The Kyrish warrior raised a war cry and dashed across the sandy street, his heavy boots kicking up clouds of dust as he ran. Rattle’s hand fell instinctively to his long sword; he had the blue steel blade a quarter unsheathed before he remembered his pledge. Gritting his teeth, Rattle fell back as his baron — the steam-blooded fool! — surged to meet the Kyrishman’s attack.
The commoners screamed their bloodlust as Wyleth angled his body to avoid the big man’s first swing. The axe blade hissed past his shoulder by a finger’s width, the head biting into the soft earth like a stake. Without an instance’s hesitation, Wyleth drove the point of his lover through the warrior’s throat with a wet, popping hiss. The lover’s tip protruded from the back of the hulking man’s neck.
Sudden silence filled the afternoon air broken only by the warriors last gurgling breaths. He sank heavily to his knees, raised one hand as if to grasp Wyleth’s blade, then fell back onto the rutted road divesting himself of the sword as he did.
“That weren’t no fight!” called someone from the crowd.
Other voices joined the first, jeering the baron who stood trembling, watching the face of his erstwhile enemy as blood pooled beneath the soon-to-be dead man.
Rattle took that moment to scan the crowd — he could deal with his liege lord’s first death when the time was right. No one seemed ready to attack his baron, only disappointed at so quick an end to the impromptu entertainment. Already they had begun to disperse.
The red-haired girl chose that moment to approach Wyleth. Her torn dress, which seemed too artistically done to be the result of chance, barely covered her full left breast, a fact she seemed only too eager to flaunt before her young champion. Rattle had not yet taken his hand from his long sword and now he squeezed the hilt.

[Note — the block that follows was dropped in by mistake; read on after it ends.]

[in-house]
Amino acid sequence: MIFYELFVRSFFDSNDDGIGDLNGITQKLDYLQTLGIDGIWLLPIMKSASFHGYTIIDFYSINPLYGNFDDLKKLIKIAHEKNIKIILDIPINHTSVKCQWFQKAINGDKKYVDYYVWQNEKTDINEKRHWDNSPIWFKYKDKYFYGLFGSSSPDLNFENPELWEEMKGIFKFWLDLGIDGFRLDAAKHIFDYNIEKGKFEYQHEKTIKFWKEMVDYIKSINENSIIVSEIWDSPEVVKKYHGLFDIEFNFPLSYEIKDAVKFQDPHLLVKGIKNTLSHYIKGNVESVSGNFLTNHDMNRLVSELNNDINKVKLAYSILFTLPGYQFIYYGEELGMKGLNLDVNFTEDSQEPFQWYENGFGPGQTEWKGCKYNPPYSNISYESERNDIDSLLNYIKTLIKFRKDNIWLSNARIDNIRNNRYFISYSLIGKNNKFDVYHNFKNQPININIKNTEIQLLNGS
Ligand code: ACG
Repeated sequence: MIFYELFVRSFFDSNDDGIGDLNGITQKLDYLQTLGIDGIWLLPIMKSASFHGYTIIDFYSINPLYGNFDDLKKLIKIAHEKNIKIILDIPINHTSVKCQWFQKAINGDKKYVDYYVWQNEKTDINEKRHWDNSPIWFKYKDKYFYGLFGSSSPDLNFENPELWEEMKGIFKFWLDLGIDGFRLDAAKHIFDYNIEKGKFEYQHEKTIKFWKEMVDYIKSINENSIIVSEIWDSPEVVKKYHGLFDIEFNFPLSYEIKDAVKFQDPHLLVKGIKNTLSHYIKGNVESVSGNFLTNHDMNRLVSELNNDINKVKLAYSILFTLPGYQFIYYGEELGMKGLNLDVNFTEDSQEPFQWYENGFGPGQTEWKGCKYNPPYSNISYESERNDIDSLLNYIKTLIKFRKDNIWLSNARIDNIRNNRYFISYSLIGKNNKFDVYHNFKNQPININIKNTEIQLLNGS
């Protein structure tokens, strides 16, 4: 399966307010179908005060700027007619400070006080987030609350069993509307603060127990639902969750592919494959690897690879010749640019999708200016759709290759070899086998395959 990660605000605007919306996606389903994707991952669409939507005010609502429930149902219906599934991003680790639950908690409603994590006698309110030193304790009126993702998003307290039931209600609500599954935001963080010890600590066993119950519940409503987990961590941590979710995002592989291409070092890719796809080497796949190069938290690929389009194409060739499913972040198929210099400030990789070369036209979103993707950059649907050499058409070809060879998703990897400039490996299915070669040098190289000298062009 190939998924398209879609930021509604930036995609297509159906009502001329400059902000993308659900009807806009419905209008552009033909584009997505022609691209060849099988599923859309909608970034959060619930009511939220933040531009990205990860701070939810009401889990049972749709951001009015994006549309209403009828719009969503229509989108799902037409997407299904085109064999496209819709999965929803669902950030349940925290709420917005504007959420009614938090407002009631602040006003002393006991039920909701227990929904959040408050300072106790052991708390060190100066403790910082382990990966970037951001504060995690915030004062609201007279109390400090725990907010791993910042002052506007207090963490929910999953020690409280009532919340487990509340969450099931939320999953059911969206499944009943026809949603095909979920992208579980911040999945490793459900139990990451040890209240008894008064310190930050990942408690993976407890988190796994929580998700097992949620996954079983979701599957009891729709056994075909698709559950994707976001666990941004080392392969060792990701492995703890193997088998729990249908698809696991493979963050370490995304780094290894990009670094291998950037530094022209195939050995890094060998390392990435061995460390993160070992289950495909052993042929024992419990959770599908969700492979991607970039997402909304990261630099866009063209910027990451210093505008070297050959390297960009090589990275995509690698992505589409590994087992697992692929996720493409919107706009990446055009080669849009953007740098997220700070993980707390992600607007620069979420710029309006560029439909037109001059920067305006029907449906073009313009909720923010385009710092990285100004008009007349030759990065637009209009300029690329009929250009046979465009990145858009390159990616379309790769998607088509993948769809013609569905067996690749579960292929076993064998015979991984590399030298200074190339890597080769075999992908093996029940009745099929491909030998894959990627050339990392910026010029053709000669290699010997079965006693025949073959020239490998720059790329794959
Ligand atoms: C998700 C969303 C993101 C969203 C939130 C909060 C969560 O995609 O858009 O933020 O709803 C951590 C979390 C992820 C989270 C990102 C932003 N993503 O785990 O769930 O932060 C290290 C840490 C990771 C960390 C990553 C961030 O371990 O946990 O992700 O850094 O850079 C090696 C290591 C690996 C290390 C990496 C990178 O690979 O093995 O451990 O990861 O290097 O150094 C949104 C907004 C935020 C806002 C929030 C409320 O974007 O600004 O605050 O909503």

“You were so dashing,” breathed the girl in a husky whisper, the cant of her words marking her as a local — a Cumber Town girl.
Wyleth’s eyes flicked from the cooling body at his feet to the buxom girl on his arm.
“I never killed a man before,” he said.
In that moment Wyleth sounded every bit his sixteen years to Rattle. Oh, my boy, what have you gotten yourself into now, thought the old bodyguard.
“He deserved it, the pig,” said the girl. She spat on the body then smiled sweetly at Wyleth, carressing the arm that still held his long sword — the only lover he had ever known…so far.
“We’d best be on our way, sire,” said Rattle, hoping to goad his liege into making a quick escape from this girl; to Rattle she looked far more dangerous than any Kyrish with a double-bladed axe.
“Where are we going?” asked the girl.
“We, meaning my lord and I, are leaving this worthless farm state for some civilized clime. You, girl, are going back to wherever it is you came from.”
“I can’t,” she said, her eyes momentarily showing a flash of hatred for Rattle — there an gone in an instant. “I belong to you now,” she finished, raising her azure eyes to Wyleth. “You won me. You are responsible for me now. I’d die of shame if you left me here, manless. I’d be shunned. You must take me with you, sire.”